Ghosts – Part III



My mother loved Halloween. She envied her older sister Lydia’s late-October birthday. They decorated the house for Lydia’s birthday parties with paper black cats, pumpkins, ghosts, witches, and bats. In this photo, my mother, her brother Francis, and her sister Lydia are probably getting ready for the birthday. They each carry a little pumpkin basket, and my uncle Francis holds a jack-o-lantern.

Janet, Francis, and Lydia Hall, October 27, 1920

Janet, Francis, and Lydia Hall, October 27, 1920

My mother passed her love of Halloween to my brother and me. Because we lived in a place with no sidewalks, she or my father drove us to neighbors’ houses to trick or treat. But I don’t think she ever made our costumes. We scrounged bits and pieces of this and that and put our own outfits together. One year I burned the end of a cork and rubbed the black soot onto my face to make a hobo’s stubble. When my own children were young, I made most of their costumes, and now my daughter makes elaborate costumes for her two boys.

Halloween, 1980, son Paul as  Godzilla, and daughter Mara in a homemade bat costume

Halloween, 1980, son Paul as Godzilla, and daughter Mara in a homemade bat costume

My grandsons in bat and owl costumes made by their mom Mara, Halloween 2013

My grandsons in bat and owl costumes made by their mom Mara, Halloween, 2013

I’m sure a cemetery on a dark Halloween night would be spooky, but during the day the cemeteries where my Hall family ancestors are buried are peaceful and restful places. I love going to the two cemeteries in Wallingford whenever I’m back east. When I’m there, time stands still. In these quiet spots my mind is freed to speculate and remember and maybe also to think about my own final resting place.

So when I’m in Connecticut in the fall and visit my mother at the cemetery, I take her a few pumpkins and a pot of flowers. I find myself being fussy and getting only the things she would have chosen. She liked round pumpkins with generous stems. When I go to Beaumont’s Farm Market in Wallingford to shop for them, I hear my mother’s voice saying, ” Don’t get that skinny one, Carol, and don’t get the pink flowers. Get the ones that match the pumpkins.” The ghost of my mother is far from a shadowy trace. She speaks to me from the grave, and I listen with daughterly affection.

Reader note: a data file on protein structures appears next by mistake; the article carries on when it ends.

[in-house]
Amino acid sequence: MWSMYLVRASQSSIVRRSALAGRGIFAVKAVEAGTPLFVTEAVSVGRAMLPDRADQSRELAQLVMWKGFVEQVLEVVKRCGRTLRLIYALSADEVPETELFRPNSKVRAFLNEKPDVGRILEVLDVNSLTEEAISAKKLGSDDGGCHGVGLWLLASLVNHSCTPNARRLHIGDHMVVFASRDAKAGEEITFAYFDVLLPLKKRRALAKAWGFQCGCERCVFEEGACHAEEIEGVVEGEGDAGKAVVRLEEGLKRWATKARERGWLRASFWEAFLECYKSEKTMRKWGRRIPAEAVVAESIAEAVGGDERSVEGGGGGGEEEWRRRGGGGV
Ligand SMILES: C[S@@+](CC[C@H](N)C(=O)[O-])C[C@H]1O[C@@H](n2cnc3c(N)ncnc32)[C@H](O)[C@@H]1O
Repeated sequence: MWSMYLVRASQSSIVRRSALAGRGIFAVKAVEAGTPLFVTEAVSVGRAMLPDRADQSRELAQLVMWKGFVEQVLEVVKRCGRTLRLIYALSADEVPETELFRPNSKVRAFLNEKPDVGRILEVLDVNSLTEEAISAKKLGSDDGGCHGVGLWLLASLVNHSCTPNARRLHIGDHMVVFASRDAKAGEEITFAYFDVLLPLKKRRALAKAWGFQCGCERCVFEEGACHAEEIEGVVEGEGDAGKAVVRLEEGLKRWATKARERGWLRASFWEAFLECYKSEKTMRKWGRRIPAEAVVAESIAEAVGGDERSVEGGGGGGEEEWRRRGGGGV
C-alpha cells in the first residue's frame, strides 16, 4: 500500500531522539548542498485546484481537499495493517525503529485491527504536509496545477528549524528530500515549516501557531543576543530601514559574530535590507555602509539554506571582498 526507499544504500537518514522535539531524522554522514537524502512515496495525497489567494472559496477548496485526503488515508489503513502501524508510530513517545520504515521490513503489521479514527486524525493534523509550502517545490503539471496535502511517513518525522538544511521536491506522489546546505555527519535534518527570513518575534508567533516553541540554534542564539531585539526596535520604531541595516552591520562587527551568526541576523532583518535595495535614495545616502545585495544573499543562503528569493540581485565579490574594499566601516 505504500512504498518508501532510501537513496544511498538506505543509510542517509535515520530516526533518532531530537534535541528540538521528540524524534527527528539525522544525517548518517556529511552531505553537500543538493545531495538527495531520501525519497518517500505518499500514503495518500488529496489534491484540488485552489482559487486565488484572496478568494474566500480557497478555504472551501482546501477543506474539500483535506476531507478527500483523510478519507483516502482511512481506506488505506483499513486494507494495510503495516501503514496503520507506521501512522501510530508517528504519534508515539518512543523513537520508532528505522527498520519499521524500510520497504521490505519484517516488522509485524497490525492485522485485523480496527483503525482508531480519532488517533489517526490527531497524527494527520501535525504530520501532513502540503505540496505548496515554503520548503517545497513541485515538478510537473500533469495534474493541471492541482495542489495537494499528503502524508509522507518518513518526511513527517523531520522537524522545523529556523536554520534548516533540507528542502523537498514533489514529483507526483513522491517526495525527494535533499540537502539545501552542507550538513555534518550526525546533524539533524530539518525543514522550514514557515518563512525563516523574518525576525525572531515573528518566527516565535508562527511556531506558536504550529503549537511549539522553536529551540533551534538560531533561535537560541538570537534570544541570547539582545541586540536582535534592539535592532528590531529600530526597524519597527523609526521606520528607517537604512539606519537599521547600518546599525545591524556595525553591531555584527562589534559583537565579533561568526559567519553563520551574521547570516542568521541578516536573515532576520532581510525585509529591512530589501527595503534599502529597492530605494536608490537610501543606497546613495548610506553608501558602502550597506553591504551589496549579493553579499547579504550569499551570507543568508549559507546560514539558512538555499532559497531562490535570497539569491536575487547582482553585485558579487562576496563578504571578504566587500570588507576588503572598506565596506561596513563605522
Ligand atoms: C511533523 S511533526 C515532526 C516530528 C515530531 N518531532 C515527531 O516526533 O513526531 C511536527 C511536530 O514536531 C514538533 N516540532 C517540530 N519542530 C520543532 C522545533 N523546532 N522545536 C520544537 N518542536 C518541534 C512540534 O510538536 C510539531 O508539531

Janet Hall Crump's grave in October

Janet Hall Crump’s grave in October

On Monday:  Birthday Cards for Agnes

6 thoughts on “Ghosts – Part III

  1. Sue Foster

    I have such good memories of trick or treating on Whirlwind Hill. I think Patti and I went together every year. We didn’t know that most children walked to trick or treat – we thought being driven from house to house was the norm. And everyone was so glad to see us! Many people had carefully prepared decorated bags of candy and were waiting for us – the advantage of only having a handful of costumed visitors each year. I remember getting impatient as the adults would take the opportunity to talk and catch up on news of the neighborhood. We of course were in a hurry to get to the next house and receive more candy. Good memories!

  2. Carol Post author

    And some of the treats would never be accepted today. Candied apples, popcorn balls, taffy. Although I’m sure all of it was better for us than all those little wrapped candy bars passed out today. You’re right – people were always excited to see us and exclaim over our costumes. And it was so dark, it really seemed like Halloween.


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